Policies and Procedure
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And how to avoid them

By Janet Spence, CPM

The Record of Employment (ROE) provides the most important information for the Employment Insurance (EI) program and is used to process EI benefits, determine claim duration, payment rates and entitlements.  

An ROE must be issued by an employer when an employee has an interruption of earnings of seven consecutive calendar days, or in the case where their salary falls below 60 per cent of regular weekly earnings as a result of illness, injury,

quarantine, pregnancy or caring for a young child or seriously ill family member. Given the importance of the information provided on the ROE and the implications for EI benefits payments, it is critical that employers provide accurate and timely information to the federal government.

To improve the efficiency and effectiveness of ROE administration, the Canadian Payroll Association (CPA) advocated on behalf of employers to influence the change in Regulation 19(3) to enable employers to submit electronic ROEs within five days at the end of the payroll period. The CPA also worked very closely with Service Canada in the transition of electronic ROEs, which now accounts for 88 per cent of all ROEs submitted. Using electronic ROE Web or ROE Secured Automated Transfer (SAT) reduces administrative burden for employers and also facilitates more efficiencies for the government through the processing of EI claims.

One of the challenges facing Service Canada is the errors made in the completion of ROEs. Employers are reminded of the importance of providing accurate information, given its impact on the payment of benefits to claimants and the implications this can have for over and under payments. According to Service Canada, the top five common errors on the ROE, and how to avoid them, are as follows:

Error #1: Block 15C – Insurable earnings by pay period incorrect

The number of consecutive pay periods entered in Block 15C must equal the period of employment. The employer must provide the payroll data for the required number of pay periods for the period of employment. The period of employment is determined by Pay Period Type selected in Block 6 and dates entered into Blocks 10, 11 and 12.

For example, on an electronic ROE, if the Pay Period Type in Block 6 is “weekly,” the maximum number of most recent consecutive pay periods to be completed in 15C is 53 pay periods.

Error #2: Block 17A – Vacation pay incorrect

Any vacation pay the employer has paid or will pay to the employee because of the separation must be entered in this block and must accurately reflect the correct amount.

Error #3: Block 15B – Total insurable earnings incorrect

Block 15B must contain all insurable earnings the employee received, not just the EI maximum insurable earnings amount.

In order to correctly calculate the amount in Block 15B, employers must first determine the number of consecutive pay periods to use and which earnings are insurable. Once those are determined, the employee’s total insurable earnings must be calculated.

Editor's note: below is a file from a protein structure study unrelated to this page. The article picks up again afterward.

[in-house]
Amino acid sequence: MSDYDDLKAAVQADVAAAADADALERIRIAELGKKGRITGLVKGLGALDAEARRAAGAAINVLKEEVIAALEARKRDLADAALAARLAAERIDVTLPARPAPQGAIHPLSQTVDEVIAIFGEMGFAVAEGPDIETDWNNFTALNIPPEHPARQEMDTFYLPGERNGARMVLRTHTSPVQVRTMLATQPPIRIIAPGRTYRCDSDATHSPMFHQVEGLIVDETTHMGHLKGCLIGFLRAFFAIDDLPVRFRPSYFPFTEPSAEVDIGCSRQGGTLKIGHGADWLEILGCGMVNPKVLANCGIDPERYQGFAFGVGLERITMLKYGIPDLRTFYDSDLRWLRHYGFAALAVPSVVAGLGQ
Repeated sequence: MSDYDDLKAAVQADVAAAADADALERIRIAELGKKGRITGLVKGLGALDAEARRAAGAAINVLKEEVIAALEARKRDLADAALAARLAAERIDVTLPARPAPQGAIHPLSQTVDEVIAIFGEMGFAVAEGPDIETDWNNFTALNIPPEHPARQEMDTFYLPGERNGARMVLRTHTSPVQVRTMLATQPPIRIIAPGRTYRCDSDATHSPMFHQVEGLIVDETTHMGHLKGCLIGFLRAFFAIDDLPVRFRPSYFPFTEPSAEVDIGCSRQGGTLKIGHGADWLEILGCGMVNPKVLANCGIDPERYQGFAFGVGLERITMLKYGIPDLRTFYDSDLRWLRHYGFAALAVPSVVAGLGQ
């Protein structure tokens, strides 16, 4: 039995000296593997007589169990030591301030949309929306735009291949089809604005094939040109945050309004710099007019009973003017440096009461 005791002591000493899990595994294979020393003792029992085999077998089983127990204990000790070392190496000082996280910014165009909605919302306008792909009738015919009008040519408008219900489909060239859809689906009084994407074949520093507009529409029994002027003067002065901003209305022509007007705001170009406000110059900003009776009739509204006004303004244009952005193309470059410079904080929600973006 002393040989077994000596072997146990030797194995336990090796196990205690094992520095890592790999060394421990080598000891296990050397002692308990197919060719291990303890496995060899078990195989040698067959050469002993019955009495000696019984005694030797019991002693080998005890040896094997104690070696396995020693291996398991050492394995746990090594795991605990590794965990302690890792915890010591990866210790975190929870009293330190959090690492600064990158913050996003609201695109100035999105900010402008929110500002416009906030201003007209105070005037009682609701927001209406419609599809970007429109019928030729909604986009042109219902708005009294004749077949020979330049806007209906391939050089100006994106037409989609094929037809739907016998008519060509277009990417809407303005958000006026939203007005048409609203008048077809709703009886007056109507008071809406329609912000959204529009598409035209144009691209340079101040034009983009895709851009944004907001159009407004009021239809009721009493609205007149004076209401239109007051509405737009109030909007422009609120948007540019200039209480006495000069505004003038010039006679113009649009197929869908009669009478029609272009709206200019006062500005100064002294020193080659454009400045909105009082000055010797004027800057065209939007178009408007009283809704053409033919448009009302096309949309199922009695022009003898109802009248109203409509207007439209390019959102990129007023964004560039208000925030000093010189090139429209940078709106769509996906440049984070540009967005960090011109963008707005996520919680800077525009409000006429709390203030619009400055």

Error #4:  Block 11 – Last day for which paid incorrect

The last day for which the employee received insurable earnings must be entered in Block 11. This date usually coincides with the last day of work; however, in some cases, employees continue to receive insurable earnings after their last day of work. This occurs with paid leave, such as vacation or sick leave, earned days off or salary continuance. In these cases, enter the date of the last day of paid leave in Block 11, making sure that date is not a statutory holiday.

Error #5: Block 6 – Pay period type incorrect

In Block 6, employers must enter the pay period type for the employee. There are five standard types of pay period: weekly, biweekly, semi-monthly, monthly or 13 pay periods a year. If semi-monthly or monthly pay periods are non-standard (that is, they do not end on the 15th or the last day of the month), then “non-standard semi-monthly” or “non-standard monthly” should be entered in this block.

An ROE should only reflect one pay period type. If an employer changes their pay period type during an employee’s period of employment, an ROE should be issued for the period of employment up to the change in pay period type. If there is an interruption of earnings later, a second ROE should be issued for the rest of the employee’s period of employment until the interruption of earnings. On the second ROE, in Block 10, enter the date of the first day after the pay period change, and in Block 11, enter the last day for which paid.

Errors cause inconveniences for employers and delays for employees. It is the employer’s responsibility to understand how to complete ROEs correctly and ensure compliance with the legislation even if your service provider is facilitating the processing of an employer’s ROEs.  Fewer calls will save employers time and money, and ensure employee’s claims are processed efficiently and effectively. 


Janet Spence, CPM is the manager, Compliance Services and Programs at the Canadian Payroll Association.

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